AIG is one of many companies under the microscope when it comes to corporate governance.. a local economics professor says not all bonuses are bad but he can understand why there is so much outrage associated with the compensation.. especially at taxpayer's expense.
Rockford College economics professor Bob Evans says the public has a hard time stomaching huge payouts to top level executives at a time when all of us are struggling.
Evans says the problem lies in the fact that oftentimes the officers running the company have no one to answer to but themselves . It's this lack of accountability that got us in trouble . Some of the corporations under scrutiny.. Evans says... don't have an answer to where billions of dollars in government money went. Evans says this governance framework has always been somewhat broken.. but times were good so no one really questioned the practice.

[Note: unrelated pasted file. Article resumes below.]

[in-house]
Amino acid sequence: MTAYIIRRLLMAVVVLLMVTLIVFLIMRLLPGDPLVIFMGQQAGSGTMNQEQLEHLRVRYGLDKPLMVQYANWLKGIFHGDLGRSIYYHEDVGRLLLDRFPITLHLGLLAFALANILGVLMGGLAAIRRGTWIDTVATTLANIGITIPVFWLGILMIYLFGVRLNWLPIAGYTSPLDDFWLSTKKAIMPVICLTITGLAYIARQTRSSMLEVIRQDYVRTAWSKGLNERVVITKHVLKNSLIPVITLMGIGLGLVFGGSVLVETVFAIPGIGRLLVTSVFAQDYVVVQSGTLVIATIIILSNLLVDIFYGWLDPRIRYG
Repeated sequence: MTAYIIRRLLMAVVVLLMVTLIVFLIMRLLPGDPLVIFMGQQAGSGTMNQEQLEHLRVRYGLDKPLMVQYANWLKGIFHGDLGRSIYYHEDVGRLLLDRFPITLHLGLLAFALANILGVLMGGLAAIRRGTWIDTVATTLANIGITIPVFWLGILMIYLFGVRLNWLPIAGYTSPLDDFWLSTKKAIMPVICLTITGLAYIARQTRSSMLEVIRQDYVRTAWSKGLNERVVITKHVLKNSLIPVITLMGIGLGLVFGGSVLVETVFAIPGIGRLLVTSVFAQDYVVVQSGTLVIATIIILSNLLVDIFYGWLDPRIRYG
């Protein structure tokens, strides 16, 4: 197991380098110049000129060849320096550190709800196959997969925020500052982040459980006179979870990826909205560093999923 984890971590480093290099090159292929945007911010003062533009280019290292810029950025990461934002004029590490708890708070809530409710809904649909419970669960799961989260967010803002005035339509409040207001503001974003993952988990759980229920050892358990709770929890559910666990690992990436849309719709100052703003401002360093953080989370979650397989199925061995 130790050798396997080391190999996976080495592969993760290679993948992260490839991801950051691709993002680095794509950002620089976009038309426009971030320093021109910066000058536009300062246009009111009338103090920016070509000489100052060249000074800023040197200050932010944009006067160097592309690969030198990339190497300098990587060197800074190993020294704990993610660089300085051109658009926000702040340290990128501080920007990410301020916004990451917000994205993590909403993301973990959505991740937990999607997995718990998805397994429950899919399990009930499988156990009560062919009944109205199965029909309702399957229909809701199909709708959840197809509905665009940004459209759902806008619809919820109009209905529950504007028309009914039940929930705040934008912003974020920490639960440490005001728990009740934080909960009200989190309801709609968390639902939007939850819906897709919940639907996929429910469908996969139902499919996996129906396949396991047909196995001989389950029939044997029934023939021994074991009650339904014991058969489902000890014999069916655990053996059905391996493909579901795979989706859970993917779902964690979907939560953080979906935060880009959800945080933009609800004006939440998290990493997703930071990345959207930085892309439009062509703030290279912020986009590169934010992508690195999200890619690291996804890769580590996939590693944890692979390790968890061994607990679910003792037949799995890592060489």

"The disproportion between the average salary and the CEO salary it's a factor of 100 times to 200 times greater and when you see these people making these salaries and bonuses and the companies aren't doing well... the companies are feathering their own nest and not being reward for performance."
Evans says the theory of corporate governance where shareholders choose the directors... And the directors chose the officers that manage the company is skewed . Evans says in reality the officers really have control over what is going on. We'll hear more from Evans tonight on lessons learned from this behavior and what it means for the future of many businesses.